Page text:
As pain starts to improve, you will be given milder painkillers as tablets. You may be given a supply to take home. Tell your nurse or doctor if you are still in pain. They can change the dose or give you a different painkiller.

We have more information about pain and painkillers.

Your wound

The clips or stitches in your wound are usually removed after you go home. A practice nurse at your GP surgery can do this. Some stitches are absorbed by the body and do not need to be removed.

Wound infections can be a complication of surgery. If a wound is infected, it may:

  • feel hot to touch
  • look red
  • look swollen
  • leak fluid or pus (discharge)
  • make you feel unwell
  • cause you to have a fever or high temperature.

Tell your nurse or specialist doctor straight away if you get any of these symptoms, even after you go home. If you cannot talk to your hospital team, contact your GP or call the NHS urgent advice number on 111.

Wind and constipation

You may have difficulty emptying your bowels (constipation) for a few days after the operation. You may also have uncomfortable wind.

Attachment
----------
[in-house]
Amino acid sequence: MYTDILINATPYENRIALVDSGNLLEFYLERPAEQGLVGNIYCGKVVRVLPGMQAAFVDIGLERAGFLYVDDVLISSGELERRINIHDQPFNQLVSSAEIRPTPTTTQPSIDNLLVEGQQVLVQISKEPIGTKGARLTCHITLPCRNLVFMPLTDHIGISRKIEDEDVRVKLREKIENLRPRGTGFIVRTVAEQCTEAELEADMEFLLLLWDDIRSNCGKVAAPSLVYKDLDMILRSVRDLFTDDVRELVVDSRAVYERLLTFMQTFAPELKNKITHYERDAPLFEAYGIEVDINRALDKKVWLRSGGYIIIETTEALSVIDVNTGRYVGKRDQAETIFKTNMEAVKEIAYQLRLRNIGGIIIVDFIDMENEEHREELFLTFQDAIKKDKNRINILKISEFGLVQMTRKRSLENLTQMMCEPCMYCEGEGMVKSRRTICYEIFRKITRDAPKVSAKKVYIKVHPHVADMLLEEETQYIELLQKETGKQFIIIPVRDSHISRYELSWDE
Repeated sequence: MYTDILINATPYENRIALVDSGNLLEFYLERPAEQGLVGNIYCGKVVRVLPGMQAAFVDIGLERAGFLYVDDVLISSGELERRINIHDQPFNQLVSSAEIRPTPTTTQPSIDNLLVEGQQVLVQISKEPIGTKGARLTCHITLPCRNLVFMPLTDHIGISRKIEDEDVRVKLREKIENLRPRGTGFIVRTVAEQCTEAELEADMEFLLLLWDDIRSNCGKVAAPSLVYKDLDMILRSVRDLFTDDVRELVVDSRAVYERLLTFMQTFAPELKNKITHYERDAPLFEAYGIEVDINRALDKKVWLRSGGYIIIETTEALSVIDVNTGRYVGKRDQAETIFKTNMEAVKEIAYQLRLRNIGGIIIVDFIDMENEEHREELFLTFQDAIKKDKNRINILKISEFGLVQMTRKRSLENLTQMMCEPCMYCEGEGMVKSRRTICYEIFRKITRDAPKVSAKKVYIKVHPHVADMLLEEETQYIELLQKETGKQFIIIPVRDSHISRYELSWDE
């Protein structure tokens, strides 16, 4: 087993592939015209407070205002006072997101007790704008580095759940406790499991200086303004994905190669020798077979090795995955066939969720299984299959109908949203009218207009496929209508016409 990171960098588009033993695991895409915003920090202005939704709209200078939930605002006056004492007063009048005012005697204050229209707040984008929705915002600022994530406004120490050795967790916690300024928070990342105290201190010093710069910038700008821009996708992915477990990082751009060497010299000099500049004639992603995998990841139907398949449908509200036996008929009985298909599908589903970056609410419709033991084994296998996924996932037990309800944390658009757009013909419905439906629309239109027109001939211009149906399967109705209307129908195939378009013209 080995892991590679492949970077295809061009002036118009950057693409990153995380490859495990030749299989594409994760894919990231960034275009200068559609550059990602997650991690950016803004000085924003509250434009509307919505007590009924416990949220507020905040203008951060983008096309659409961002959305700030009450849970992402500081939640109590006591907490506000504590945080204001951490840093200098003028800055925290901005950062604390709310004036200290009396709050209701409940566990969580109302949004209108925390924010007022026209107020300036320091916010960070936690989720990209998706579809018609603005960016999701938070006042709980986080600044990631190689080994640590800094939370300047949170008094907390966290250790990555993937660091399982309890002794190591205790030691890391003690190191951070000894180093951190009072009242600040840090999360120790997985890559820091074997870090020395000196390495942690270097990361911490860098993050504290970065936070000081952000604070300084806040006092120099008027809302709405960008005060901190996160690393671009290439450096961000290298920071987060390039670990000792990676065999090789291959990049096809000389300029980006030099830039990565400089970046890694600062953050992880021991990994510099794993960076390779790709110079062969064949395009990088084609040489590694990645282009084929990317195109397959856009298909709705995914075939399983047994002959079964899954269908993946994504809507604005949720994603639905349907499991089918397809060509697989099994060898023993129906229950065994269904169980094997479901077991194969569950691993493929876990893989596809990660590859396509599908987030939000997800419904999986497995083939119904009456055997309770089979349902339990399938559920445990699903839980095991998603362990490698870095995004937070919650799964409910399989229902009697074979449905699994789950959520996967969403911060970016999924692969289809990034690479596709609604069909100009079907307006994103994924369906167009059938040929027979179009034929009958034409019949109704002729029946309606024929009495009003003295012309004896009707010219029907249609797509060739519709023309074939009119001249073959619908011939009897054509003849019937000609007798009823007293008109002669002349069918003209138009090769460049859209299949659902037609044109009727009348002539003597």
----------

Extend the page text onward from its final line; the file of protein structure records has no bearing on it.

Tell the nurses if you have these symptoms. They can give you medicines to relieve discomfort and constipation. Constipation and wind usually get better once you are moving around more. Drinking plenty of fluids and eating high-fibre foods can also help.

We have more information about bladder and bowel problems.

Going home from hospital

When you go home will depend on the operation you have and how quickly you recover. You are usually in hospital for up to 1 week. If you have surgery for a very early-stage cancer, you may only be in hospital for a few days.

You will have a follow-up appointment with your surgeon and a nurse at a clinic. This will be arranged for you before you go home or soon after. If you live a distance from the hospital, you may have this appointment over the phone.

At this appointment, the surgeon will check your wound is healing and that you are recovering well. They will also explain the results of your operation and tell you more about the stage of the cancer.

They will tell you about any further treatment you may need. If you have any problems before your appointment, you can always phone them for advice.